The rate of denudation of river basins. This rate varies widely. The Mississippi basin may be taken as a representative land surface because of the varieties of surface, altitude and slope, climate, and underlying rocks which are included in its great extent. Careful measurements show that the Mississippi basin is now being lowered at a rate of one four-thousandth of a foot a year, or one foot in four thousand years. Taking this as the average rate of denudation for the land surfaces of the globe, estimates have been made of the length of time required at this rate to wash and wear the continents to the level of the sea. As the average elevation of the lands of the globe is reckoned at 2411 feet, this result would occur in nine or ten million years, if the present rate of denudation should remain unchanged. But even if no movements of the earth’s crust should lift or depress the continents, the rate of wear and the removal of waste from their surfaces will not remain the same. It must constantly decrease as the lands are worn nearer to sea level and their slopes become more gentle. The length of time required to wear them away is therefore far in excess of that just stated.
The drainage area of the Potomac is 11,000 square miles. The silt brought down in suspension in a year would cover a square mile to the depth of four feet. At what rate is the Potomac basin being lowered from this cause alone?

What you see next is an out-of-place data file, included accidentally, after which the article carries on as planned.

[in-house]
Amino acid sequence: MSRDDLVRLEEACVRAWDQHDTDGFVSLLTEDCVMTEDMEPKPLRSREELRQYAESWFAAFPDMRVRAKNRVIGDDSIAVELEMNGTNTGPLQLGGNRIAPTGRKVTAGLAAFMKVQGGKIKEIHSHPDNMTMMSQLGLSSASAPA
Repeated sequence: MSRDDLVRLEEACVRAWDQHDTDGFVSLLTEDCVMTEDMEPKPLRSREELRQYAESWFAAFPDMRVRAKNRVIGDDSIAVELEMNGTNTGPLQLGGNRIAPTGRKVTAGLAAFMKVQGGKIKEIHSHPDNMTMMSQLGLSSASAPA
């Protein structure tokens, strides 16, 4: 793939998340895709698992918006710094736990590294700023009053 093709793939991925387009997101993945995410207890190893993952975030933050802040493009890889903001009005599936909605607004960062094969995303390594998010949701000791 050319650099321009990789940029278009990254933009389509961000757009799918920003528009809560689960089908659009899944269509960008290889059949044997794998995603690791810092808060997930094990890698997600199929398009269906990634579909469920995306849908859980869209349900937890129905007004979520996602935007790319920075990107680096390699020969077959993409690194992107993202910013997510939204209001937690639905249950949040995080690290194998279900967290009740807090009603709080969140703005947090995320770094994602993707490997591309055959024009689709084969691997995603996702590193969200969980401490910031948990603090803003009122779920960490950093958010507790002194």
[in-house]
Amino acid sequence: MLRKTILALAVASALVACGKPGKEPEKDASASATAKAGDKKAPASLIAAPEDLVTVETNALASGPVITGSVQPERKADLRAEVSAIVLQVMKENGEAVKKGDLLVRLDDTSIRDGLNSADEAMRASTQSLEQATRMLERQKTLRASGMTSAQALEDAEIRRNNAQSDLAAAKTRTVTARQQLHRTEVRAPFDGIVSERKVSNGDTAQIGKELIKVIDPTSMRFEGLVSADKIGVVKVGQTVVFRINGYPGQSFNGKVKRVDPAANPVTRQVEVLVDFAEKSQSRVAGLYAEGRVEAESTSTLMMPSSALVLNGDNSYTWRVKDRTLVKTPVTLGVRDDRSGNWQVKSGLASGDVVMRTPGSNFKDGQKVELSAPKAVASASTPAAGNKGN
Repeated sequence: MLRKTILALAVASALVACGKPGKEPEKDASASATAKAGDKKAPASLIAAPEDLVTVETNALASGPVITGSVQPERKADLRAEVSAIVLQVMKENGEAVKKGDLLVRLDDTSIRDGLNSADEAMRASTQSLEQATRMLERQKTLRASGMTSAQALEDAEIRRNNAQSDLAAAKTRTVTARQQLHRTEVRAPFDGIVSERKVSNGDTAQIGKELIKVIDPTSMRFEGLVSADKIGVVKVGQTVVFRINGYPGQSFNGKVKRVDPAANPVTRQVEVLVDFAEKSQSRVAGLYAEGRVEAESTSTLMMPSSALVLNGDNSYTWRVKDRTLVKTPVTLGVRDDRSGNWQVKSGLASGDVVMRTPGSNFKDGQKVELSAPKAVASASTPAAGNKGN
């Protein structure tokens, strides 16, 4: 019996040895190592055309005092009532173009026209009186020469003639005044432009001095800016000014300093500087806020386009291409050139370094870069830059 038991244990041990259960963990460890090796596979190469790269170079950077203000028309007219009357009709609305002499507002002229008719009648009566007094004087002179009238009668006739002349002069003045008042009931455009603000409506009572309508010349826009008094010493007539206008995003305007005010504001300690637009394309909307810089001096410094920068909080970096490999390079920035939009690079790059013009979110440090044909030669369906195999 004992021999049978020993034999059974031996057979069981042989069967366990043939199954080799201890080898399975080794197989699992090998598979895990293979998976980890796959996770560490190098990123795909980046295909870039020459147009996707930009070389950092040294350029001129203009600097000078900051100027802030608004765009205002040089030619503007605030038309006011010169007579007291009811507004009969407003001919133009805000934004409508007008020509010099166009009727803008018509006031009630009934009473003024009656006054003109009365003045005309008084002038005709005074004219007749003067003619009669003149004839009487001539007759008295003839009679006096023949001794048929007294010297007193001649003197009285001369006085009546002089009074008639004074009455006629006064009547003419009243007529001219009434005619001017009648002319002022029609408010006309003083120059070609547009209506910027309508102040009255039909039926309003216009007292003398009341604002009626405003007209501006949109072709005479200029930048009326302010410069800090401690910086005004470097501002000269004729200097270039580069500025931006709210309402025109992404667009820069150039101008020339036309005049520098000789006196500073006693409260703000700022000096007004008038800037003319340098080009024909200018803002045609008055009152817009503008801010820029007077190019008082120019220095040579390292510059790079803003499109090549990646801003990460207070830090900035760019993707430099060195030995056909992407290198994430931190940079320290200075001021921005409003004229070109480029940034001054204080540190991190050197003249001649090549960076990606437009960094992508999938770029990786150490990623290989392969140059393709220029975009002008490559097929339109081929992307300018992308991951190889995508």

It is estimated that the Upper Ganges is lowering its basin at the rate of one foot in 823 years, and the Po one foot in 720 years. Why so much faster than the Potomac and the Mississippi?
How streams get their loads. The load of streams is derived from a number of sources, the larger part being supplied by the weathering of valley slopes. We have noticed how the mantle of waste creeps and washes to the stream ways. Watching the run-off during a rain, as it hurries muddy with waste along the gutter or washes down the hillside, we may see the beginning of the route by which the larger part of their load is delivered to rivers. Streams also secure some of their load by wearing it from their beds and banks,—a process called erosion.
Streams erode their beds chiefly by means of their bottom load,— the stones of various sizes and the sand and even the fine mud which they sweep along. With these tools they smooth, grind, and rasp the rock of their beds, using them in much the fashion of sandpaper or a file.
Weathering of river beds. The erosion of stream beds is greatly helped by the work of the weather. Especially at low water more or less of the bed is exposed to the action of frost and heat and cold, joints are opened, rocks are pried loose and broken up and made ready to be swept away by the stream at time of flood.